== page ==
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Rhode Island’s 2020 GHG Reduction Target: A Low Bar to Clear + An Anomalous Year

Under the Act on Climate, Rhode Island must meet 4 different emissions reduction mandates: 10% below 1990 levels by 2020; 45% by 2030; 80% by 2040; and net-zero emissions by 2050.Rhode Island GHG emissions from 1990 to 2019 - Rhode Island Department of Environmental Management

Rhode Island GHG emissions from 1990 to 2019 | Rhode Island Department of Environmental Management

The Rhode Island Department of Environmental Management (RIDEM) recently released its 2020 greenhouse gas emissions inventory showing the state surpassed the first benchmark by reducing economy-wide emissions 20.1% below 1990 levels by 2020. While this may seem like the state is on track, we aren’t celebrating yet. 

For starters, the 2020 benchmark of 10% below 1990 levels was incredibly low when you consider the ultimate goal is net zero by 2050. The state now faces a considerable challenge to reduce the remaining 90% of emissions by 2050. Massachusetts, for example, has an emissions reduction target of 25% below 1990 levels by 2020, putting the state on a better trajectory towards net zero by 2050.


Other Factors at Play

Between 2019 and 2020, transportation emissions declined by 11.6% and residential heating emissions declined by 8.5%, but 2020 was an anomalous year. For transportation, the COVID-19 lockdown significantly reduced the number of cars on the road, resulting in drastic emissions reductions. For heating, 2020 was a significantly warmer year than 2019, resulting in less energy demand and therefore less emissions from heat.

Gross GHG Emissions

The rate at which emissions decline must be far steeper than what we’re seeing. We essentially need what happened with transportation during the COVID-19 lockdown every year for the next 3 decades.


Global Warming Potential

Another key aspect of Rhode Island’s greenhouse gas emissions inventory is how they account for the global warming potential (GWP) of methane emissions. GWP evaluates the climate impact that 1 ton of a certain greenhouse gas has compared to carbon dioxide. It considers both how much heat that greenhouse gas traps, as well as how long it stays in the atmosphere. Methane has a short lifespan of approximately 12 years in the atmosphere and is very efficient at trapping heat. To reconcile this lifespan difference, GWPs are expressed on either a 20-year or 100-year timescale. On a 100-year timescale, methane is 28x more powerful than CO2, whereas, on a 20-year timescale, it is 82x more powerful. Therefore, measuring methane over 20 years, rather than 100, is a more accurate reflection of its immediate impact, not to mention Rhode Island must be net-zero by 2050, not 2123. This approach would better emphasize the urgency of addressing methane emissions and align policy decisions with the short-term climate consequences. However, RIDEM is measuring methane on a 100-year timescale, significantly downplaying its impacts. We are advocating for them to switch their accounting methodology to 20 years, or at the very least publicly report the 20-year GWP even if the official emissions reduction targets are tied to the 100-year GWP.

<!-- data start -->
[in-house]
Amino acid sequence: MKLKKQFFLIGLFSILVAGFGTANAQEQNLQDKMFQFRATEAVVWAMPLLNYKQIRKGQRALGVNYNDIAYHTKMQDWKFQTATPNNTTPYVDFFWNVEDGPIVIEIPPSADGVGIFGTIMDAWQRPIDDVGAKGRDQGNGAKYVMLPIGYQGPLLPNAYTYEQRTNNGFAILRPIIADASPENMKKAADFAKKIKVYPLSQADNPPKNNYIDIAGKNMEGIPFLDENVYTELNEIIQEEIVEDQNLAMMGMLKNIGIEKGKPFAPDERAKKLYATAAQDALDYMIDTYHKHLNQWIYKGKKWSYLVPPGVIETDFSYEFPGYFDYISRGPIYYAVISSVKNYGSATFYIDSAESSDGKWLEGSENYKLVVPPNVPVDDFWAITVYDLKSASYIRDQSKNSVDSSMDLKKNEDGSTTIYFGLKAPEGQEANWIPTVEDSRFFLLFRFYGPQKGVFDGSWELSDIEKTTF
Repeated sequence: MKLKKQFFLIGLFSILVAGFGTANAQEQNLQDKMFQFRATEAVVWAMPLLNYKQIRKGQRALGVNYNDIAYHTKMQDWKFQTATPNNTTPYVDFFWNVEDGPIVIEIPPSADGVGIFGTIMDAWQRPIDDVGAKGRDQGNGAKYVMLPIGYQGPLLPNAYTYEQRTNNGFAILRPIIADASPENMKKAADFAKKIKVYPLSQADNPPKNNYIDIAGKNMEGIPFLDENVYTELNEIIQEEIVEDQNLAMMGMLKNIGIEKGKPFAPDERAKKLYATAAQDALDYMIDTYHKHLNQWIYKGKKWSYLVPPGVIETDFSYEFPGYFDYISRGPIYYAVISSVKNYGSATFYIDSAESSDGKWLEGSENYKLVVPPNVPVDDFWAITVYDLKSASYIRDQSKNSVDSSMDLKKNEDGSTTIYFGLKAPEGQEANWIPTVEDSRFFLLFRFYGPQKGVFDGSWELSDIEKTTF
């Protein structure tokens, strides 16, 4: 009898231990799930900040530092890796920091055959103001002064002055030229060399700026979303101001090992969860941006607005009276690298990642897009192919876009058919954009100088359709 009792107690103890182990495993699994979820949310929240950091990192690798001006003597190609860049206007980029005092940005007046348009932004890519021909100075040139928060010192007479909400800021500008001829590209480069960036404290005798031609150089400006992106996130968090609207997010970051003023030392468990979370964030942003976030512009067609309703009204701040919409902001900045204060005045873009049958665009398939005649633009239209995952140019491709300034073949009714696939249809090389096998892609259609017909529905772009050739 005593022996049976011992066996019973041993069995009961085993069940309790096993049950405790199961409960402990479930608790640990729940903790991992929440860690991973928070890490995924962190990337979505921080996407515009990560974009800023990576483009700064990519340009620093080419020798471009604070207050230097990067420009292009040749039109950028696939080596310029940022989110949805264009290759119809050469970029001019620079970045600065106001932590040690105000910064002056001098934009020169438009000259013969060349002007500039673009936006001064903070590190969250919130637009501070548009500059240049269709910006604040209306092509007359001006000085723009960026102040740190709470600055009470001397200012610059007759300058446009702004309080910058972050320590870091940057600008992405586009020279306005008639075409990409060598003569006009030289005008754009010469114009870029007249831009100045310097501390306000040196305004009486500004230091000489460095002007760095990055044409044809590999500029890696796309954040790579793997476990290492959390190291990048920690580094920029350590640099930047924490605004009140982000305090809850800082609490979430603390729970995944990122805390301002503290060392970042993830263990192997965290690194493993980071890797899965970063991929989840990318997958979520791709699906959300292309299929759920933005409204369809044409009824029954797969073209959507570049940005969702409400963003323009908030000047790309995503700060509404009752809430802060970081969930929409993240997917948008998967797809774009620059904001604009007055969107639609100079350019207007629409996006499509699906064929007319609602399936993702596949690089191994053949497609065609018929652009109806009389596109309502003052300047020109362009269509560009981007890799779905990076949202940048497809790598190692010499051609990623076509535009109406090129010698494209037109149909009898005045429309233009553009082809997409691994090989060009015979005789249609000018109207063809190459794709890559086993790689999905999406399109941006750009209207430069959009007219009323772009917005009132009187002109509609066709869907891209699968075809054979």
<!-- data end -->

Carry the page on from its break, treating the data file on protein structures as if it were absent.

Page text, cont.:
Emphasis on Decarbonizing the Thermal Sector 

As the Executive Climate Change Coordinating Council (EC4) works on its 2025 Climate Strategy, we urge them to put an emphasis on decarbonizing the thermal sector. Not only is this the sector that is most impacted by how the state measures methane emissions, but it is also the sector where the state is the most behind. The electric sector has the 100% renewable standard, and the transportation sector will have Advanced Clean Cars II and Advanced Clean Trucks, but the thermal sector has no major long-term policy to adequately address emissions in line with the Act on Climate. In addition to advocating for building decarbonization policies in the 2025 Climate Strategy, we plan to work on a legislative track. Stay tuned for blogs on our 2024 legislative agenda.